Over the past few days social media has been flooded with a new concern on election candidates. Are they really who they claim to be? This has especially become a ‘hot’ area when it comes to doctors.
What has happened? From the social media landscape so far, two different candidates, from opposing parties and standing in different constituencies, have been called out for identifying themselves as doctors. Netizens claim that both of them cannot do so, since they are not fully registered medical practitioners.
As is the norm these days, the backgrounds of these candidates have quickly been flagged up and put up on social media, and subsequently the duo have also been taking flak due to their ‘overclaim’ that they are doctors.
Looking at the data being put out on social media, it looks like these individuals are medical graduates, but not fully-registered medical practitioners who are able to practise in the country.
In Malaysia, medical graduates need to undergo a credentialling process via a compulsory housemanship process as well as a subsequent mandatory service period as a medical officer overseen by the Ministry of Health.
Fully registered medical officers are able to practice medicine and there is even a national medical register available for the public to view at www.mmc.gov.my to determine whether the person they may be consulting or undergoing treatment with is, indeed, a trained and fully registered medical practitioner.
Problem is, medical graduates are technically able to call themselves ‘doctors’ too, and so do PhD holders who are also able to designate themselves as such.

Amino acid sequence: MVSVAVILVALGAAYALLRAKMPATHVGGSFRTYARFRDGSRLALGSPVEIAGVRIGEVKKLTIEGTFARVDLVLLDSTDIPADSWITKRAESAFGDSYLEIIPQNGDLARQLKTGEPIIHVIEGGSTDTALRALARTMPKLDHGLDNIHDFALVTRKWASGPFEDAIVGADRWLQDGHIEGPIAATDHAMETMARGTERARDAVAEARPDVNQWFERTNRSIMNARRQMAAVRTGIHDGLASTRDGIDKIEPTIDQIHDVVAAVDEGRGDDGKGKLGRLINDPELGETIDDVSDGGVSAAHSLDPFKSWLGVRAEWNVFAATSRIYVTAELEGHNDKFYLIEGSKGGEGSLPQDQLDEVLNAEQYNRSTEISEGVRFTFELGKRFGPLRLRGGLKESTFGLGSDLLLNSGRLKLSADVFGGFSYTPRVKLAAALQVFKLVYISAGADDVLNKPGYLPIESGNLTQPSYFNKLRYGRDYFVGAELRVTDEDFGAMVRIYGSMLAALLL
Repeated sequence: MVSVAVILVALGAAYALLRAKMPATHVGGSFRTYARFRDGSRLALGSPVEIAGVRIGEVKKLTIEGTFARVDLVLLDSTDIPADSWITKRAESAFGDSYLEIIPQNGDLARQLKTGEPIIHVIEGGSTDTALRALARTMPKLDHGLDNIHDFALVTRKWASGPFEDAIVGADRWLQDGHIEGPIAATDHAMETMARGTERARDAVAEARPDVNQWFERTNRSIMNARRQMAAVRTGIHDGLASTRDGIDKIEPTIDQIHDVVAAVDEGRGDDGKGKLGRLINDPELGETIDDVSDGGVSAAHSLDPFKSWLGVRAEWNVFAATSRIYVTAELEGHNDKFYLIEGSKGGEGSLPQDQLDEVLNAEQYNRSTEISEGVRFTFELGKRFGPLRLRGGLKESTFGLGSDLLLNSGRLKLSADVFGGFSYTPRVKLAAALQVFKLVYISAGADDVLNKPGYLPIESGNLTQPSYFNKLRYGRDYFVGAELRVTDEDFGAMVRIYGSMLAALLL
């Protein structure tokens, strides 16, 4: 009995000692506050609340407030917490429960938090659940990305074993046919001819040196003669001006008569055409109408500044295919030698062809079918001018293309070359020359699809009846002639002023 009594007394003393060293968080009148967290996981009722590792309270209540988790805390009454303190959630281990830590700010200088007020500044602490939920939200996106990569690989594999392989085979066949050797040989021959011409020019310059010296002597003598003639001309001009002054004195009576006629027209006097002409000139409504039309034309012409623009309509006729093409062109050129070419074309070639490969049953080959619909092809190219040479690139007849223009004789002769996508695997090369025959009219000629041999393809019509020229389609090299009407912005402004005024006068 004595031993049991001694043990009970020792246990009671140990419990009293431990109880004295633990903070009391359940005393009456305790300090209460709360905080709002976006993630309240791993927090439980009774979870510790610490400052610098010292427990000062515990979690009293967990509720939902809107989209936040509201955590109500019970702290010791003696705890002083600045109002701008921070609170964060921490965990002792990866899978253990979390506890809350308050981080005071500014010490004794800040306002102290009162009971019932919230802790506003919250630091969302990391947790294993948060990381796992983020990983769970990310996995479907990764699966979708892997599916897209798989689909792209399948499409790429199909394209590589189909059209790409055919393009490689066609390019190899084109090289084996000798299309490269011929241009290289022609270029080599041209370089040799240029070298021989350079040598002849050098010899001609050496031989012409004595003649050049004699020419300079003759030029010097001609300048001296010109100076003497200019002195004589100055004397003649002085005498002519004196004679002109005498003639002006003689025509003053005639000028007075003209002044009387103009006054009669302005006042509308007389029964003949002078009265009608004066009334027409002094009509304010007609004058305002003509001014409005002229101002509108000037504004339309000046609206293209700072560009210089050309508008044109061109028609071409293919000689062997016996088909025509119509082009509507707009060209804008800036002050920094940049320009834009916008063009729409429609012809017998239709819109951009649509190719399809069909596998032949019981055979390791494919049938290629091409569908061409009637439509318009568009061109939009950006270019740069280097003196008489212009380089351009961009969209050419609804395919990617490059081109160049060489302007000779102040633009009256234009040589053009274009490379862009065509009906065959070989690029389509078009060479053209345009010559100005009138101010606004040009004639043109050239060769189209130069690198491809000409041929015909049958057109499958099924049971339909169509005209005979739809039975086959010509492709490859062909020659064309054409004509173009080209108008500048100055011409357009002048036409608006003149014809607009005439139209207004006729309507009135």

Question is: why is the claim of being a doctor so important, and more importantly, why is it that when candidates identify themselves as ‘doctors’, it creates such an uproar?
Well, historically, we come from the background of a nation that has had a doctor as one of our longest serving prime ministers. In addition, we have a strong tradition of service from both doctors, be they in public service or from individual GPs who have stellar reputations in the communities they serve.
It is not unintentional that many parties pick doctors as their candidates; and there continues to be a significant number of practising doctors in Parliament and the state assemblies as representatives of the people.
Fact is, Malaysians trust doctors – be it due to their ability to make critical decisions, ensure that the common good is served, and the social capital that they have as a whole in society.
So, when you claim yourself to be a doctor, you are drawing on that wellspring of social trust that the community has and leverage on that to draw support for yourself.
This is why the ‘right’ to claim yourself as a doctor is so contentious and why the community is being seen to guard it very carefully.
For many of us, it is often difficult to make a choice of who to choose as our representative, especially when the person is ‘new’ to the community – as is the case in many constituencies this time around.
The growing maturity of Malaysians is now making us evaluate individual candidates, rather than blindly vote for a party symbol as used to happen in years past.
When we do so, we look at the candidates’ individual profiles; as well as assess whether he or she is capable of truly taking on the mantle of a representative of the people.
We want to see whether the candidate is able to understand big picture issues; and whether he or she is able to make structured decisions as well as to lead in a conscientious manner while keeping the community’s interests in mind.
All this we can only roughly assess based on what the candidate has done before i.e. through their documented CVs; or if he or she is a greenhorn who is just banking on the party’s reputation.
When a candidate cannot truly represent themselves and has to rely on misdirection and overclaims, can we truly believe in them to deliver as our representative?
These are questions each of us must ask ourselves before we make a choice and vote.
The views expressed are those of the writer and do not necessarily reflect those of FMT.